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The Darkness Shines in the Light

The author smiling, wearing a light-colored shirt with dark-colored stripes and a bee on the upper left chest

The author

White privilege is marked by blindness to the ways our language hurts and harms others. The process of learning to see is, like the story in John’s gospel of Jesus’ healing a blind man by caking his eyes with mud made of spit and dirt, both messy and profound.

In January, I attended a gathering in Chicago called The Mystic Soul Conference. An outgrowth of the Mystic Soul project, the event combined spirituality, hospitality, community, and justice. The entire gathering centered people of color (POC), which meant that I, as a white woman, was invited to de-center myself. What this meant was explicit: I was not to be the first to speak up in group discussion; I would sign up for care sessions (massage, spiritual direction, body work) only after people of color had done so. White people were not presenters, or organizers, or leaders. The non-POCs present were there to listen, to follow, and to exhale into the work of justice that restored us to our rightful place as co-laborers instead of blind guides.

One of the most powerful lessons from the conference for me occurred in a session called “Dark and Divine: Healing the Light vs. Dark Dichotomy in Spiritual Speech.” Artist and educator Amina Ross led our group of POC and non-POC folk through exercises to explore the concept of darkness. A curator of an ongoing art exhibit in Chicago – featuring artists who use darkness as a medium – Ross invited us to do the same.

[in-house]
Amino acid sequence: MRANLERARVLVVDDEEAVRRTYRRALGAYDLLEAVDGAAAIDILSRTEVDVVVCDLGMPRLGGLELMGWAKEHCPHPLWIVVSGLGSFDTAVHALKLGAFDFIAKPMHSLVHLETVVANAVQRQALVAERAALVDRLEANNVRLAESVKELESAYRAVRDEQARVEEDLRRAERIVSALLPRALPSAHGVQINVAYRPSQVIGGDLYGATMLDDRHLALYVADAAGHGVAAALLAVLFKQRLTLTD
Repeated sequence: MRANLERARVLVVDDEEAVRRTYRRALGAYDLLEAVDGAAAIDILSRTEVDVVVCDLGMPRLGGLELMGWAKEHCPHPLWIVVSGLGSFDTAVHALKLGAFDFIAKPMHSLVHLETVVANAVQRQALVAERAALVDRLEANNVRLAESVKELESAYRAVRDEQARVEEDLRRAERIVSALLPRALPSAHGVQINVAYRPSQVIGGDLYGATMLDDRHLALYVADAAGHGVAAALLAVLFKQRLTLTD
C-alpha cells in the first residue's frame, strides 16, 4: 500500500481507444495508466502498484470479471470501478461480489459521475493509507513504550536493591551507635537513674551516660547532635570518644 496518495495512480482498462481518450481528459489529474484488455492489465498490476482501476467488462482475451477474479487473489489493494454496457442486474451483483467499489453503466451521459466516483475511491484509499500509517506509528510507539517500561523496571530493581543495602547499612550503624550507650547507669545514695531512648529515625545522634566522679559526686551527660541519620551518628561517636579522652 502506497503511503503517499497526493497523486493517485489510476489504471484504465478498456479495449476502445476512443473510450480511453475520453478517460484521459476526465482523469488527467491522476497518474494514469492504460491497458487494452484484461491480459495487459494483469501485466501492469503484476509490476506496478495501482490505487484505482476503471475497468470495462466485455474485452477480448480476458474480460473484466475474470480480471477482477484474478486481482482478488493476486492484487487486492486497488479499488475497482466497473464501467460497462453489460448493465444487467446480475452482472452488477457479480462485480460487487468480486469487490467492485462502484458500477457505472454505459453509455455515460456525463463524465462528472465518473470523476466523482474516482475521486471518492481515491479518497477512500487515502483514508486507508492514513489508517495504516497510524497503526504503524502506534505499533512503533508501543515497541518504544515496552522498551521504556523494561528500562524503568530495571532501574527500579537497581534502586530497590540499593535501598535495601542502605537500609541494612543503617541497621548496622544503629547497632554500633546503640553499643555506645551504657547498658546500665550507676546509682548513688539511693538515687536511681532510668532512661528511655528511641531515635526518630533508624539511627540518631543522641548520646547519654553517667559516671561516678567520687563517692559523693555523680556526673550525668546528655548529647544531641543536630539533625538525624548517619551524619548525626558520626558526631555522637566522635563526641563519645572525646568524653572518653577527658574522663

I learned that my understanding of darkness has been shallow, one-dimensional, paltry, and feeble. I’ve allowed the simplistic correlation of light = good, and darkness = bad, to rule the way I understand light and dark, both in life and in metaphor. I didn’t even know that I had forfeited so much truth and beauty in my thin imaging, but as I was invited to poke around and become curious about darkness (the world’s and my own), I realized that I had never spent much time asking questions or imagining other possibilities. When we shared our reflections at the end of the workshop, I was surprised by both the depth of other peoples’ answers – clearly, they had spent time considering the ways that darkness was simultaneously a gift and a liability in their own lives – and by the shallowness of my own.